Annalee Newitz writes at the :
Over the past four years, bee colonies have undergone a disturbing transformation. As helpless beekeepers looked on, the machinelike efficiency of these communal insects devolved into inexplicable disorganization. Worker bees would fly away, never to return; adolescent bees wandered aimlessly in the hive; and the daily jobs in the colony were left undone until honey production stopped and eggs died of neglect. Colony collapse disorder, as it is known, has claimed roughly 30 percent of bee colonies every winter since 2007.
If bees go extinct, their loss will trigger an extinction domino effect, because crops from apples to broccoli rely on these insects for pollination. At the same time, over a third of the world's amphibian species are threatened with extinction, and Harvard evolutionary biologist and conservationist E.O. Wilson estimates that 27,000 species of all kinds go extinct per year.
Are we in the first act of a mass extinction that will end in the death of millions of plant and animal species across the planet, including us? Proponents of the "sixth extinction" theory believe the answer is yes.
Our planet has been through five mass extinctions before. The dinosaur extinction was the most recent, but hardly the most deadly: dinosaurs were among the 76 percent of all species on earth that were extinguished, but 185 million years before that, there was a mass extinction so devastating that paleontologists have nicknamed it the Great Dying. At that time, 95 percent of all species on the planet were wiped out over a span of roughly 100,000 years.
The climate change that occurred during the Great Dying--most likely involving megavolcanoes that erupted for centuries in Siberia--was similar to the one our planet is undergoing right now. Regardless of whether humans are responsible, the sixth mass extinction on earth is going to happen. We have ample evidence that earth is headed for disaster, from elevated rates of extinction among birds and amphibians to superstorms and the recent Midwestern drought, corroborating the idea that we might be living through the early days of a new mass extinction.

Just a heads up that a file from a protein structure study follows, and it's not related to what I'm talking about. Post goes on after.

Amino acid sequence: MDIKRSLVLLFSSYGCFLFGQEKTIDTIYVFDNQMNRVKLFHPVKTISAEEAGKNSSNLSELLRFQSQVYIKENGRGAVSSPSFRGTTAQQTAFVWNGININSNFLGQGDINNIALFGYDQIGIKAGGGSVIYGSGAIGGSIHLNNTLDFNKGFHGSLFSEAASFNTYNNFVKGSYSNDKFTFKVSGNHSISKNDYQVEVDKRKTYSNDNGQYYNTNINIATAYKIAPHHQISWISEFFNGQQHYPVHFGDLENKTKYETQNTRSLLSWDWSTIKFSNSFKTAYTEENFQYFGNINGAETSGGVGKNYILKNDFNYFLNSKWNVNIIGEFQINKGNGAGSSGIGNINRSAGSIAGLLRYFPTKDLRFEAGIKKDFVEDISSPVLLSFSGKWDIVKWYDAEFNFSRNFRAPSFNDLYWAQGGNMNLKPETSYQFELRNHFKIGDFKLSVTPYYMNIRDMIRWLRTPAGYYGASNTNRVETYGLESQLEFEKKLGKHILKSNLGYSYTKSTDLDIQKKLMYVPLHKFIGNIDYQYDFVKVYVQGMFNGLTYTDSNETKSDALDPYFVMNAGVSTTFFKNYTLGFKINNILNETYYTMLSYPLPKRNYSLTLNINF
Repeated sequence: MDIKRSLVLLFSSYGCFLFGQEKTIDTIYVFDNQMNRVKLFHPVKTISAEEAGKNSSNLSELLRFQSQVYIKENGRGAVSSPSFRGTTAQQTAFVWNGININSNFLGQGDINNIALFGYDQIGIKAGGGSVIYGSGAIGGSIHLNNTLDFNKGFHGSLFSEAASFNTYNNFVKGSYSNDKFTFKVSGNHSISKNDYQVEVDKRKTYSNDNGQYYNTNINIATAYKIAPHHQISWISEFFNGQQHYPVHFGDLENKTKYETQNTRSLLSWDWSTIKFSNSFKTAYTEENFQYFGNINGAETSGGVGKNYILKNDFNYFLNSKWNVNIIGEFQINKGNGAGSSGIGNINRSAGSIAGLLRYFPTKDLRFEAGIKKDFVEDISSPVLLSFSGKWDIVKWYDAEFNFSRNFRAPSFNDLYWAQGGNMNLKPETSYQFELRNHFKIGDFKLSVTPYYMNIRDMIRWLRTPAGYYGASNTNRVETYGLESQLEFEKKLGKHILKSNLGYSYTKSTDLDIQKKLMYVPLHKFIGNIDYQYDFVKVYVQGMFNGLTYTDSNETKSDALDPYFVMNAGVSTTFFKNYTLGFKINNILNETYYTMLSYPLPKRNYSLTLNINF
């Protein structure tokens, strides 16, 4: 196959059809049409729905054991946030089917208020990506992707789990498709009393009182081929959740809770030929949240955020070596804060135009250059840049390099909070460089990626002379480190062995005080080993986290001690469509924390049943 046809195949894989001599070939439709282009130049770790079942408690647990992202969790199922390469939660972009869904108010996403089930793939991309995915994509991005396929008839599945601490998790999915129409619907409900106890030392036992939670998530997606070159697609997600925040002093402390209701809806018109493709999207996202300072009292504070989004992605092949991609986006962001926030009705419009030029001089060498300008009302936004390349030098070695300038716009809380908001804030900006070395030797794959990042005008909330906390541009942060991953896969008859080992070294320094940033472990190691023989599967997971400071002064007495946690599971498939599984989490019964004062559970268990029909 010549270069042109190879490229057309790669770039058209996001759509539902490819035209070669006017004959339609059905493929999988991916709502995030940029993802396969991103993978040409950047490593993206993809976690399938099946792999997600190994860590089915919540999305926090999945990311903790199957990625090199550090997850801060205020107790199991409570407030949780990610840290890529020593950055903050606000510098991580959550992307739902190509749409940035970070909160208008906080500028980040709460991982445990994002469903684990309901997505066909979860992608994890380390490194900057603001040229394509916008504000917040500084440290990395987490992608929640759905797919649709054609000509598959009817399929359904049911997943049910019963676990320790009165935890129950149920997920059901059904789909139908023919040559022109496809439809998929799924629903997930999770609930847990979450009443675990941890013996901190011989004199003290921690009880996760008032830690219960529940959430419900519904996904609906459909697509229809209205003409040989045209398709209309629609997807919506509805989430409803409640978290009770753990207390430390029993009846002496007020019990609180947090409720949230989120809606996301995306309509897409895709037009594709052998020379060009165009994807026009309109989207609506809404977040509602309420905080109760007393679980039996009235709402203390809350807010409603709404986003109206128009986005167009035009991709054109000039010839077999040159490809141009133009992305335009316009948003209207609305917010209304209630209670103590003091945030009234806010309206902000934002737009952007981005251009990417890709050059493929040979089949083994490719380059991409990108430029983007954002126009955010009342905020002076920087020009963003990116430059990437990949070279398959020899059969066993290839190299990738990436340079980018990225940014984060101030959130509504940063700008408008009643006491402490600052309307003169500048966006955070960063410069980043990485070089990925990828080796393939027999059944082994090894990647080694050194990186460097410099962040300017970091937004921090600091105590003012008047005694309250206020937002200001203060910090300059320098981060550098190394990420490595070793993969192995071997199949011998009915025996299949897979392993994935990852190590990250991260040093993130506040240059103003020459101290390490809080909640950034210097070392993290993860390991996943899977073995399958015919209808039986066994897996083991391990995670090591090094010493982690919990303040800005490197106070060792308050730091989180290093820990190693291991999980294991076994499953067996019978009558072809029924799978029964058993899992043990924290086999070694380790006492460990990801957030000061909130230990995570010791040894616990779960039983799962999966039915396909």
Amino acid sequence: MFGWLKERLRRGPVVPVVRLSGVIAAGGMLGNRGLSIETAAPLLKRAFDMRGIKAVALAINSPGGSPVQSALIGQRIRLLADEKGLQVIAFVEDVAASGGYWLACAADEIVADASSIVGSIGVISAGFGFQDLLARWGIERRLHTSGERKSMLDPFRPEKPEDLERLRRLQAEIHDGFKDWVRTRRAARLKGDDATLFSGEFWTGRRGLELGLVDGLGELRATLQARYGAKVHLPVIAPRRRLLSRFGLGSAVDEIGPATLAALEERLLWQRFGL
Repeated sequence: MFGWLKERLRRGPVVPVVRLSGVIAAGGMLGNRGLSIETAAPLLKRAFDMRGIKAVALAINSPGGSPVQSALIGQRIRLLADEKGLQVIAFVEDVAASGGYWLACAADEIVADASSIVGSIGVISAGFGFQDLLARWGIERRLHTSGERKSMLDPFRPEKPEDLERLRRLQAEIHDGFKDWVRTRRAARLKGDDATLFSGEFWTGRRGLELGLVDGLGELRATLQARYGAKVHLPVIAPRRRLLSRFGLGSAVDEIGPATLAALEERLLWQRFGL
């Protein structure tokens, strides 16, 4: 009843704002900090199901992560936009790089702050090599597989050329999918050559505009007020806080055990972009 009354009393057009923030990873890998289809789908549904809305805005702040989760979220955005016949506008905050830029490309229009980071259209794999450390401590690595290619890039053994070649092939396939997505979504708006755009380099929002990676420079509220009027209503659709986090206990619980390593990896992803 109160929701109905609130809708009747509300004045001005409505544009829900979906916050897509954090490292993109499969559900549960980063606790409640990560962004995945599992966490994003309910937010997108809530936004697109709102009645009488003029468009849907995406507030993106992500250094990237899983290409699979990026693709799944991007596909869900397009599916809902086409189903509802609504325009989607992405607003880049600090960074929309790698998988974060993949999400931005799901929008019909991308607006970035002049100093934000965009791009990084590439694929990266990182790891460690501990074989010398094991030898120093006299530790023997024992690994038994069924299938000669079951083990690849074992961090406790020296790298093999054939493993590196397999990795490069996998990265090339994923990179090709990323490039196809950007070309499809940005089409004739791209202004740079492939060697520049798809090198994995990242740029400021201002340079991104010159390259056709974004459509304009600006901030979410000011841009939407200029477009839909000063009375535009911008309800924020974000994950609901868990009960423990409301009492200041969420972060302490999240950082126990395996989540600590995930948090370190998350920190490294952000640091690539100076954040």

Assigning blame is less important than figuring out how to prepare for the inevitable and survive it--not just as humans alone on a world gone to hell, but along with the planet's myriad ecosystems as well. The long-term goal for Homo sapiens as a species right now should be to survive for at least another million years. It's not much to ask. As we know, a few species have survived for billions of years, and many have survived for tens of millions. Our ancient ancestors started exploring the world beyond Africa over a million years ago and lived through harsh conditions while another human group, the Neanderthals, did not. This isn't just because we are lucky. It's because as a species we are extremely cunning when it comes to survival. And so it seems fitting to pick the next million years as the first distant horizon where we'll set our sights.
There are, of course, things we can do in the short term to help us along: modeling natural disasters and pandemics; building cities that are safer and more sustainable; bringing food sources closer to home. Key, too, is controlling our carbon output. But beyond that we're going to have to use all our technological know-how to make dramatic changes to the planet we live on--and then to find ways of escaping it to build cities on the moon and on other planets. Ultimately, our future is among the stars.
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